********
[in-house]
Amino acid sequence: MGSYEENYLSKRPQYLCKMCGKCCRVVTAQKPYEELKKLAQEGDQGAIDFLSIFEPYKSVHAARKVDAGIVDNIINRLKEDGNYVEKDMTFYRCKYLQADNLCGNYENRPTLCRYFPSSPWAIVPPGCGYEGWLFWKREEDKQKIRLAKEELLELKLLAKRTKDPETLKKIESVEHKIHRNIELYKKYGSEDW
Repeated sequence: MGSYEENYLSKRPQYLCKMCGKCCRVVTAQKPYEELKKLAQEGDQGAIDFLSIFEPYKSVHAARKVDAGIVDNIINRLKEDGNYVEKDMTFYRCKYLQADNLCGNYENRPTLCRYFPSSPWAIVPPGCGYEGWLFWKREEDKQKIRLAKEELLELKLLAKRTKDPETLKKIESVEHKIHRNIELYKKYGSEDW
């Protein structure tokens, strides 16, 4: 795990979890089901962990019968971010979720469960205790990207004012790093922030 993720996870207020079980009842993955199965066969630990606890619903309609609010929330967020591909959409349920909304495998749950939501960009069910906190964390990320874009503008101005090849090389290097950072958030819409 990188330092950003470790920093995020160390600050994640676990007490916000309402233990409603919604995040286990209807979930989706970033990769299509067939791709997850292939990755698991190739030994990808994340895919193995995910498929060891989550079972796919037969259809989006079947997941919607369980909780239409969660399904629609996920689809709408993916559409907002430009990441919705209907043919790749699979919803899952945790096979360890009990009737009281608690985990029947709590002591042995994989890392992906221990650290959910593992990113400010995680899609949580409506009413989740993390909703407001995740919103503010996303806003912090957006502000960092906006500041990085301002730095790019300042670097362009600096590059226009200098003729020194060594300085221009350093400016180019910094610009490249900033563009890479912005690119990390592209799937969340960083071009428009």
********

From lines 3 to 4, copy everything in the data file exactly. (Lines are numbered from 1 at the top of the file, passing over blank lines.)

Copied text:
Repeated sequence: MGSYEENYLSKRPQYLCKMCGKCCRVVTAQKPYEELKKLAQEGDQGAIDFLSIFEPYKSVHAARKVDAGIVDNIINRLKEDGNYVEKDMTFYRCKYLQADNLCGNYENRPTLCRYFPSSPWAIVPPGCGYEGWLFWKREEDKQKIRLAKEELLELKLLAKRTKDPETLKKIESVEHKIHRNIELYKKYGSEDW
């Protein structure tokens, strides 16, 4: 795990979890089901962990019968971010979720469960205790990207004012790093922030 993720996870207020079980009842993955199965066969630990606890619903309609609010929330967020591909959409349920909304495998749950939501960009069910906190964390990320874009503008101005090849090389290097950072958030819409 990188330092950003470790920093995020160390600050994640676990007490916000309402233990409603919604995040286990209807979930989706970033990769299509067939791709997850292939990755698991190739030994990808994340895919193995995910498929060891989550079972796919037969259809989006079947997941919607369980909780239409969660399904629609996920689809709408993916559409907002430009990441919705209907043919790749699979919803899952945790096979360890009990009737009281608690985990029947709590002591042995994989890392992906221990650290959910593992990113400010995680899609949580409506009413989740993390909703407001995740919103503010996303806003912090957006502000960092906006500041990085301002730095790019300042670097362009600096590059226009200098003729020194060594300085221009350093400016180019910094610009490249900033563009890479912005690119990390592209799937969340960083071009428009």